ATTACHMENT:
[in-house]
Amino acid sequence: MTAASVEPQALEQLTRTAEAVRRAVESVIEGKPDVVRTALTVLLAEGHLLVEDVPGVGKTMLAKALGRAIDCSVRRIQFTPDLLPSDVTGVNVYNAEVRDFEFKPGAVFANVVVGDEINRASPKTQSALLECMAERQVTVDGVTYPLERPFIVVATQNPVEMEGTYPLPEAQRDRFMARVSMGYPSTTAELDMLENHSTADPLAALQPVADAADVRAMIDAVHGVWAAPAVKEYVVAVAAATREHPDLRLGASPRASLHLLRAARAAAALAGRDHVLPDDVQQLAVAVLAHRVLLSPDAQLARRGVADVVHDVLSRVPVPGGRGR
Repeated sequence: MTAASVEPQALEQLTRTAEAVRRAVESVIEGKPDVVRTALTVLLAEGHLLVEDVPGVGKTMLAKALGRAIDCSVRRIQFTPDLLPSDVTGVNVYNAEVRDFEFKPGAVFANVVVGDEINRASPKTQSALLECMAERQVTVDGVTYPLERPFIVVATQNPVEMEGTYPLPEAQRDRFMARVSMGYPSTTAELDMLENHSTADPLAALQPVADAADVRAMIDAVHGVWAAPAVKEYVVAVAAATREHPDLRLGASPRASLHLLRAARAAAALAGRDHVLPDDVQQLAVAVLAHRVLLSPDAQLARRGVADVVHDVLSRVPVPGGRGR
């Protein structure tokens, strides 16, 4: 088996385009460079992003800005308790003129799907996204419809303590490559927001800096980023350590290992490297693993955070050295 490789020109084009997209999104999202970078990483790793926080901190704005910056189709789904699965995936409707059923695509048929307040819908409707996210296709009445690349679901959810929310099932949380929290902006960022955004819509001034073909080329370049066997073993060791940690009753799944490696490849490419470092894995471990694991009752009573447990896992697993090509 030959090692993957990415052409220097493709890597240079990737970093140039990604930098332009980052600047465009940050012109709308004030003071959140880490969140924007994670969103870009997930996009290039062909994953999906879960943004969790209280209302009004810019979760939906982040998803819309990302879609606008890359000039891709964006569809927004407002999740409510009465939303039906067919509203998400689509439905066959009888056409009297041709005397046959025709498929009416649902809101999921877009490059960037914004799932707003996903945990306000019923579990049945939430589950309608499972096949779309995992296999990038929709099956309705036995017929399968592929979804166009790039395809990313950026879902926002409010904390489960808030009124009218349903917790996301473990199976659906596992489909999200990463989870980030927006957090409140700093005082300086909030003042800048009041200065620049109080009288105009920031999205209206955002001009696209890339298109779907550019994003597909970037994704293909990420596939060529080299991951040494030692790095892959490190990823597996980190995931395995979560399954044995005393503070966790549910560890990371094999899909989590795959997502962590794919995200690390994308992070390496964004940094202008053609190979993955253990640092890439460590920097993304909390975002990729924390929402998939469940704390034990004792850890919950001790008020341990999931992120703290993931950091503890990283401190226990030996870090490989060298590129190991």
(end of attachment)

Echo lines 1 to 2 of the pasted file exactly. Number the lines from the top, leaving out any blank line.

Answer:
[in-house]
Amino acid sequence: MTAASVEPQALEQLTRTAEAVRRAVESVIEGKPDVVRTALTVLLAEGHLLVEDVPGVGKTMLAKALGRAIDCSVRRIQFTPDLLPSDVTGVNVYNAEVRDFEFKPGAVFANVVVGDEINRASPKTQSALLECMAERQVTVDGVTYPLERPFIVVATQNPVEMEGTYPLPEAQRDRFMARVSMGYPSTTAELDMLENHSTADPLAALQPVADAADVRAMIDAVHGVWAAPAVKEYVVAVAAATREHPDLRLGASPRASLHLLRAARAAAALAGRDHVLPDDVQQLAVAVLAHRVLLSPDAQLARRGVADVVHDVLSRVPVPGGRGR